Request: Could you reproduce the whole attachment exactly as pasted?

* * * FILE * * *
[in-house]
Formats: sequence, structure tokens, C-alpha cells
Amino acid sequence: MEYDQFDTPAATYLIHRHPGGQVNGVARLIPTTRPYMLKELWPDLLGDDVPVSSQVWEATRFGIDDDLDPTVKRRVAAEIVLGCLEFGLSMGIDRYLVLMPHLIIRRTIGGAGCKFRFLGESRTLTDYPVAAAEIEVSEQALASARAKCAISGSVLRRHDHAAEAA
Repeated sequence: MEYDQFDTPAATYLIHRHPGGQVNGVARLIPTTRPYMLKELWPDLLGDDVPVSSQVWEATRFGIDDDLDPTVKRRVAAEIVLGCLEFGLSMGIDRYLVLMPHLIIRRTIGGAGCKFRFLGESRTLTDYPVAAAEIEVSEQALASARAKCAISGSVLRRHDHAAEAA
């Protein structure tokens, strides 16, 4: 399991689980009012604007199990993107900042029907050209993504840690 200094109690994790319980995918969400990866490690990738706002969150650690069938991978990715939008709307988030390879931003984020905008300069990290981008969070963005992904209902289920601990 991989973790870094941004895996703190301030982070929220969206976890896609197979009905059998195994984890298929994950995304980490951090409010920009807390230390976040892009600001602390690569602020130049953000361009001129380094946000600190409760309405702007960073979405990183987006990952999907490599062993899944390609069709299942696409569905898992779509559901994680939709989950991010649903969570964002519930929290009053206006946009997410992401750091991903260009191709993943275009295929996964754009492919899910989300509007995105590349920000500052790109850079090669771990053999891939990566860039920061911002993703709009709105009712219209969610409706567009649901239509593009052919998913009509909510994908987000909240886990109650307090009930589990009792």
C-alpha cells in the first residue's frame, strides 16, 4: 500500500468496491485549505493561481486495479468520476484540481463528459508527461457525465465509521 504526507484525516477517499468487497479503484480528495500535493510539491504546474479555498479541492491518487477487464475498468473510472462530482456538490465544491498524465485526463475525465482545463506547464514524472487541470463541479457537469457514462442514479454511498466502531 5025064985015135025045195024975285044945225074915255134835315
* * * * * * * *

[in-house]
Formats: sequence, structure tokens, C-alpha cells
Amino acid sequence: MEYDQFDTPAATYLIHRHPGGQVNGVARLIPTTRPYMLKELWPDLLGDDVPVSSQVWEATRFGIDDDLDPTVKRRVAAEIVLGCLEFGLSMGIDRYLVLMPHLIIRRTIGGAGCKFRFLGESRTLTDYPVAAAEIEVSEQALASARAKCAISGSVLRRHDHAAEAA
Repeated sequence: MEYDQFDTPAATYLIHRHPGGQVNGVARLIPTTRPYMLKELWPDLLGDDVPVSSQVWEATRFGIDDDLDPTVKRRVAAEIVLGCLEFGLSMGIDRYLVLMPHLIIRRTIGGAGCKFRFLGESRTLTDYPVAAAEIEVSEQALASARAKCAISGSVLRRHDHAAEAA
């Protein structure tokens, strides 16, 4: 399991689980009012604007199990993107900042029907050209993504840690 200094109690994790319980995918969400990866490690990738706002969150650690069938991978990715939008709307988030390879931003984020905008300069990290981008969070963005992904209902289920601990 991989973790870094941004895996703190301030982070929220969206976890896609197979009905059998195994984890298929994950995304980490951090409010920009807390230390976040892009600001602390690569602020130049953000361009001129380094946000600190409760309405702007960073979405990183987006990952999907490599062993899944390609069709299942696409569905898992779509559901994680939709989950991010649903969570964002519930929290009053206006946009997410992401750091991903260009191709993943275009295929996964754009492919899910989300509007995105590349920000500052790109850079090669771990053999891939990566860039920061911002993703709009709105009712219209969610409706567009649901239509593009052919998913009509909510994908987000909240886990109650307090009930589990009792």
C-alpha cells in the first residue's frame, strides 16, 4: 500500500468496491485549505493561481486495479468520476484540481463528459508527461457525465465509521 504526507484525516477517499468487497479503484480528495500535493510539491504546474479555498479541492491518487477487464475498468473510472462530482456538490465544491498524465485526463475525465482545463506547464514524472487541470463541479457537469457514462442514479454511498466502531 5025064985015135025045195024975285044945225074915255134835315